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Lavender Graduation honors queer graduates

This year Warren Wilson College started a new tradition — Lavender Graduation.

This special event honored lesbian, gay, bisexual, transgender and queer students, acknowledged their achievements and contributions to the College, and celebrated queer joy and queer excellence.

Nearly 70 people attended, with 54 students receiving lavender cords to wear at Commencement. That makes up more than a third of the graduating class.

“With over 50 percent of Warren Wilson students identifying as queer it only made sense to me to offer a Lavender Graduation, a tradition that has been held at institutions across the country since 1995,” said Jonathan Gonzales (JoGo), Director of Student Activities & Queer Life at Warren Wilson College. “There are at least 12 other NC colleges that hold Lavender Graduations, and I wanted Warren Wilson to be among those.”

The Lavender Graduation Ceremony movement was created by Dr. Ronni Sanlo, a Jewish Lesbian, who was denied the opportunity to attend the graduations of her biological children because of her sexual orientation. It was through this experience that she came to understand the pain felt by her students.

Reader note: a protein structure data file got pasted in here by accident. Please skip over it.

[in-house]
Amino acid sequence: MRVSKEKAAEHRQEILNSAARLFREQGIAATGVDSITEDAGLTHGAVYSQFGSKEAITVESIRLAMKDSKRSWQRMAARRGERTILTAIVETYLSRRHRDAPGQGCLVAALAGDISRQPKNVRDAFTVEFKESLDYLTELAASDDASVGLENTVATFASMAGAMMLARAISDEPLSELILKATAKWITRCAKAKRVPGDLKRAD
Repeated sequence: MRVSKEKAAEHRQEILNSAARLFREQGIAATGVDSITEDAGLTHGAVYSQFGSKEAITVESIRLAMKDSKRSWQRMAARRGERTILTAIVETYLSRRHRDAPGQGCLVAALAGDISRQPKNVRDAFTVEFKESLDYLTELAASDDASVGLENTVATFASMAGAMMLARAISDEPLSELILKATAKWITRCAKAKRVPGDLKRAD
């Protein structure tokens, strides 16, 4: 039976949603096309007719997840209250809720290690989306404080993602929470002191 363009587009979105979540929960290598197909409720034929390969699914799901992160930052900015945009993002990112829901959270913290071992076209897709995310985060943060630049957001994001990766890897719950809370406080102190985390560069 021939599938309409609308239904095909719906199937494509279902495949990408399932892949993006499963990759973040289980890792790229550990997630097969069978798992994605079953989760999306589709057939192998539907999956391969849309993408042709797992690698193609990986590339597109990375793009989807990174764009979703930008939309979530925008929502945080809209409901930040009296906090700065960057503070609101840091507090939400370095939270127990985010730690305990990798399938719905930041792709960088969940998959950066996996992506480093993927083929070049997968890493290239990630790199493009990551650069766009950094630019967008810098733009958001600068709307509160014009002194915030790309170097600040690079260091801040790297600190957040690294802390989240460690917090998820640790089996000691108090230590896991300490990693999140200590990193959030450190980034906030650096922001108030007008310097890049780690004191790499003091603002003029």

Encouraged by the Dean of Students at the University of Michigan, Dr. Sanlo designed the first Lavender Graduation Ceremony in 1995. The first Lavender Graduation began at the University of Michigan in 1995, with three graduates. By 2001, there were over 45 Lavender Graduation Ceremonies at colleges and universities nationwide. Graduating students, including undergraduates and graduates, are invited to take part in the celebration, which typically occurs each year the week prior to university-wide commencement events.

The inaugural event at Warren Wilson included remarks by the Rev. Elizabeth Rawlings ’00, alum of Warren Wilson College. Their address centered on things graduates can do to thrive in the face of increasing oppression and vitriol, such as learning queer history, creating and maintaining community, and making time for joy. The text of her speech can be found here. Rawlings is a queer pastor and anti-racist organizer in the Evangelical Lutheran Church in America. They work as a Facilitator at the Community of Spiritual Practice in Asheville.

Graduating senior Finnegan-Eustace Leclair received the Outstanding Student Leader Award. The award recognized them for their commitment to enhancing the queer student experience at Warren Wilson College.

Outdoor Leadership Program Manager Eli Mills was recognized with the inaugural Advocate for Queer Excellence Award at the ceremony.